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J E A N N E C. R E E S M A N The University of Texas at San Antonio The Problem ofKnowledge in Jack London’s “TheWaterBaby” Modern American authors addressing the issue of knowledge tend to reject the closure of what philosophers call “epistemological” knowledge (knowledge as an objective, single truth) in favor of “hermeneutics” (knowledge as an interpretation amongst other interpretations), in order to invoke the value of freedom for authors, narrators, and heroes as well as readers (R ortv). While Jack London repeatedly demonstrated his preoccu­ pation with different approaches to knowledge and thus identity— as in, notably, “To Build a Fire” and Martin Eden— his late South Seas stories offer his most complex statement concerning the problem of knowledge, and in particular self-knowledge. Interestingly, both Martin Eden and “To Build a Fire” (both pub­ lished in 1907), as w'ell as the late South Seas stories (composed in 1916 and published in 1918-1919), were begun during visits by London to Hawaii. Hawaii seems to have been a uniquely productive environment for him ; the last South Seas stories, for instance, were written after a five-year lapse in short story writing. Certainly Hawaii’s gentle beauty and relaxed pace soothed him. But London was not idle in paradise; there, in 1916, he experienced what one London expert calls a “dramatic, almost traumatic shock of recognition” (Labor, letter to author) upon studying the recently published work of Carl Jung, in particular an edition of Psychology of the Unconscious. Jung provided London with a theory of knowledge towards w'hich he had apparently been striving throughout his career. In the summer of 1916, after his intensive reading and discussion of Jung, London told his wife, “ ‘ . . . I tell you I am standing on the edge of a world so new, so terrible, so wonderful, that I am almost afraid to look over into it’” (Charmian London, The Book of Jack London, II 322— 23). Just 202 Western American Literature before his untimely death in November, London did look into that “new world.” Through his new Jungian perspective, he began to see the troubled paradise of America’s last western frontier in terms of ancient myths. These myths, he came to feel, accurately described his own life as well as the lives of all Americans and indeed of all people. This fresh way of thinking, which, tragically, he worked with in his fiction for only a few months, gave him some of his greatest stories. Of all these late stories (collected in On the Makaloa Mat [1918] and The Red One [1919]), his very last short story, “The W ater Baby,” most dramatically demonstrates London’snew Jungian answers for his life-long preoccupation with the problem of knowing the self and its place in the collective life of all humankind. “The W ater Baby” may be termed a “hermeneutic” story not because it simply furnishes an alternative to “epistemological knowledge” in Lon­ don’s career, but because, like the other Jungian South Seas tales of 1916, it questions all the previous approaches London had developed for explor­ ing self-knowledge. Perhaps London never fully resolved his conflicting beliefs in individualism and socialism nor fulfilled his longing for psycho­ logical and spiritual peace, but these late tales peopled with myth-making Hawaiians find London more at ease with the contradiction and complexity of his ideas and identity than ever before, as well as giving us some of his best writing. London had earlier explored the possibilities of the unconscious as atavism and spiritualism in his Before Adam (1907) and The Star Rover (1915), as well as in the early South Seas tales of The House of Pride (1912). These pre-Jungian psychological stories themselves furnish one of the best arguments for the importance of Jung to London’s quest for the meaning of selfhood— while they attempt psychological themes (The Star Rover and The House of Pride more successfully than Before A dam ), they clearly lack the richness and complexity of the late tales of The Red One and On the Makaloa Mat. This contrast is due, I contend, to London’s summer 1916 reading of Jung. There...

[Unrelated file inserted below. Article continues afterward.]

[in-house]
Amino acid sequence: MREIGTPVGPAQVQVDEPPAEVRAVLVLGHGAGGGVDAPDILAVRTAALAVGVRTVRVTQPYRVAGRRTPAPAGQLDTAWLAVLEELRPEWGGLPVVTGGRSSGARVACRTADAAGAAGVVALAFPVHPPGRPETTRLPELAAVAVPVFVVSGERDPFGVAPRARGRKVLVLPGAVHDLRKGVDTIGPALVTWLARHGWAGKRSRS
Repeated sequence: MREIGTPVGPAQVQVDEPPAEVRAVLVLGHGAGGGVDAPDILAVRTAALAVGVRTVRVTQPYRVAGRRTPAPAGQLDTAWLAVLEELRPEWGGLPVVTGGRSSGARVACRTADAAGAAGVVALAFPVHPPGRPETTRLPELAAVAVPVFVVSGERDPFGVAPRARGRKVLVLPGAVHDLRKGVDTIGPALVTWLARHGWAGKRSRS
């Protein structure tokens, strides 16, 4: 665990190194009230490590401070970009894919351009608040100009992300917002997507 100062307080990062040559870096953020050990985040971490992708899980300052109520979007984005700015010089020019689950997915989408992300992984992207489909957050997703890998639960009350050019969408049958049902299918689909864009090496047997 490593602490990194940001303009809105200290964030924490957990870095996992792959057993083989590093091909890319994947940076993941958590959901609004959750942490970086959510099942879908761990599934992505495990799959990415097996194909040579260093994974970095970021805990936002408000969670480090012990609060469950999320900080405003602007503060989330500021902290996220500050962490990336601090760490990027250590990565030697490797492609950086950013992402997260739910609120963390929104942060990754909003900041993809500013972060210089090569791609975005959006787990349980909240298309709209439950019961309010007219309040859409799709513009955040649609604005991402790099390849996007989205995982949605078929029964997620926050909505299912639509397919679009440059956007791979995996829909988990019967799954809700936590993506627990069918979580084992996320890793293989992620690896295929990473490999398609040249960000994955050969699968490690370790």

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pp. 201-215
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